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Before the ao dai was considered our traditional costume, we had the ao tu than, which translates as the four-flapped dress.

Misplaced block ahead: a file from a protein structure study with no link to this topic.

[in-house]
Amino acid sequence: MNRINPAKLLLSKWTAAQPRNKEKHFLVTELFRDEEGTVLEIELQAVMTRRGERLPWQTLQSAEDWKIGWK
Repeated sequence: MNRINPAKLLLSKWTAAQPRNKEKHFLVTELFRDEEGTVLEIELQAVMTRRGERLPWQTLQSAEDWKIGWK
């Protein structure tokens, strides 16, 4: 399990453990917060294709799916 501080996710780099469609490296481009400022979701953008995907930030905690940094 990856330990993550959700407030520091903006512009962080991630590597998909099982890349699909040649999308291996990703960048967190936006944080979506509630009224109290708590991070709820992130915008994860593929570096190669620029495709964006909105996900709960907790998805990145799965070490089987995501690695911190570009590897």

The dress is long-sleeved and usually dark brown, with two front and two back "flaps," or strips of fabric. The two back flaps are sewn together with a seam running down the spine, called the dress's spine. The two flaps in front are not sewn together but are attached to the back flaps as the well as the sleeves. These two front flaps are knotted in front of the waist. Two blue or light green sashes are wrapped around behind the waist over the back flaps like a belt and tied together with the two front flaps. Together, the front flaps and the sashes dangle like ribbons and move with the rhythm of the woman's steps. Beneath the dress is a worn a white or bright pink yem, a diamond shaped piece of fabric that covers the chest and has straps from the right and left corners to tie be tied around the back and straps at the collar to secure it around the neck. The bottom corner of the yem is tucked under a long black skirt worn beneath the dress. From the 17th through the 19th century, Vietnamese women wore ao tu than with skirts to differentiate themselves from men, who wore a similar costume with pants. In 1928, during the Nguyen dynasty, Emperor Minh Mang ordered women to wear pants instead of skirts. However, until the 10th century, the familiar costume of young women of the Northern countryside remained an ao tu than and a skirt of rough cloth.